Friday Spring arrived in Sitka. It was sunny, the crocus had popped up in the yard, the daffodils have just shown their green shoots peeking out from the soil, the skunk cabbage had returned to Navy Creek and the temperature has reached into the 50s.
Just at sunset clouds started to form around the edges allowing for a nice palate of warm hues. The sunset has already moved far enough to the Northwest that we can’t see it from our house but close enough to allow the warm colors to reflect and refract into our field of vision. The weather forecast showed another several days of clear to partly cloudy skies.
The magnetic forecast showed a solar storm in progress. I kept an eye on my aurora app with its polar projection — the aurora corona superimposed. The same app gives predicted KP readings for the next half hour and the signs looked promising. The moon was waxing but was closer to new than full. It might be a good night for the aurora.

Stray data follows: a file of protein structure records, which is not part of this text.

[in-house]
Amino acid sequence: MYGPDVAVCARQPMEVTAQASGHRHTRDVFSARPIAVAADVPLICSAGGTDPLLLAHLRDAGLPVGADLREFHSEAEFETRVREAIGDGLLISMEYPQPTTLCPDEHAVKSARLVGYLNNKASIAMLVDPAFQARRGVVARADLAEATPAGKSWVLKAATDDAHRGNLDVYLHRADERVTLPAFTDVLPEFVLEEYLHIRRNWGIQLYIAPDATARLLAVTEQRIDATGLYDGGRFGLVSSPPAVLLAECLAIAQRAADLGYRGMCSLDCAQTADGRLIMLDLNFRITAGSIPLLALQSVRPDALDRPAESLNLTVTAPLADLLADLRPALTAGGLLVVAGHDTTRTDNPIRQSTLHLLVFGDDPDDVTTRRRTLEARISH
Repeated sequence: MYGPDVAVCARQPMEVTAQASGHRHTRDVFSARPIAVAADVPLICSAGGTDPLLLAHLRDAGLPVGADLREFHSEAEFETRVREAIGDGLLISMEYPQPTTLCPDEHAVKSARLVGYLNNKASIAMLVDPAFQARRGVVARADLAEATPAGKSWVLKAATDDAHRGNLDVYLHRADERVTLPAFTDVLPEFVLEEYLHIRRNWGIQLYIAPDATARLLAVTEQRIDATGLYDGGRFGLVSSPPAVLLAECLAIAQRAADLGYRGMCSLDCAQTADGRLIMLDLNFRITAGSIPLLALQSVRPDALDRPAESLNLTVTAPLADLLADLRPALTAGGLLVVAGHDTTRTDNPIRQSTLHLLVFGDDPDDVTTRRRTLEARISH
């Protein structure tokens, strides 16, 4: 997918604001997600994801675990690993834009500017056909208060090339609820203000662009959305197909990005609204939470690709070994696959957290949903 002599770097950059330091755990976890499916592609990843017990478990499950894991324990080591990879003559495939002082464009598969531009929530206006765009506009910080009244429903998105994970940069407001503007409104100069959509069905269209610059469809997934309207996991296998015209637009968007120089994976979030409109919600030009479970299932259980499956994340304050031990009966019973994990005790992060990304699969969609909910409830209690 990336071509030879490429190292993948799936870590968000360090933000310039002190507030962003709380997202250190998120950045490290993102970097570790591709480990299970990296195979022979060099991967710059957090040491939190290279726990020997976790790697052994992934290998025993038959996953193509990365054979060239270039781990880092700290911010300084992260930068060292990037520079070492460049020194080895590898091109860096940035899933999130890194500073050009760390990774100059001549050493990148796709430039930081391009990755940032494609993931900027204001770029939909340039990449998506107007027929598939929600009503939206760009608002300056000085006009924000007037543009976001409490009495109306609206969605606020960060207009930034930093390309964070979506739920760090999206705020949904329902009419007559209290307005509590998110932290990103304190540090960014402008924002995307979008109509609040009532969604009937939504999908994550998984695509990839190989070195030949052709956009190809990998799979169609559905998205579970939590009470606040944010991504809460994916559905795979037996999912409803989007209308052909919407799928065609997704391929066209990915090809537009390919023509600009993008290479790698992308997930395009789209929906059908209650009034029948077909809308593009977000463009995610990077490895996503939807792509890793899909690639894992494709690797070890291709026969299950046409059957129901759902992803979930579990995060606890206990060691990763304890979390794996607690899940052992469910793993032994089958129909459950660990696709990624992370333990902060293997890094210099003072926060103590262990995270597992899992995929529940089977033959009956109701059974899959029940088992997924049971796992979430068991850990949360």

Kevin and I set out to Starrigavan at a little before 10:30. We were not disappointed. While the moon provided more light than I had expected and while people driving by with their high beams on trying to see the aurora from their cars (hint, park shut off your lights and step outside) at times seemed to dim the aurora, there was still plenty to see.
Even through the aurora was miles above the clouds, to my eye the lights and clouds interacted in a pleasing way. It’s rare to be standing outside watching the aurora in the relative comfort of 40 degrees at the civilized time of 11 PM.
Soon the progressing summer daylight will overwhelm the aurora until mid-August. From April 29 until August 11, we will have astronomical twilight all night. From May 23 until July 17, we will have nautical twilight all night. That means that on a clear night you will be able to make out the horizon all night.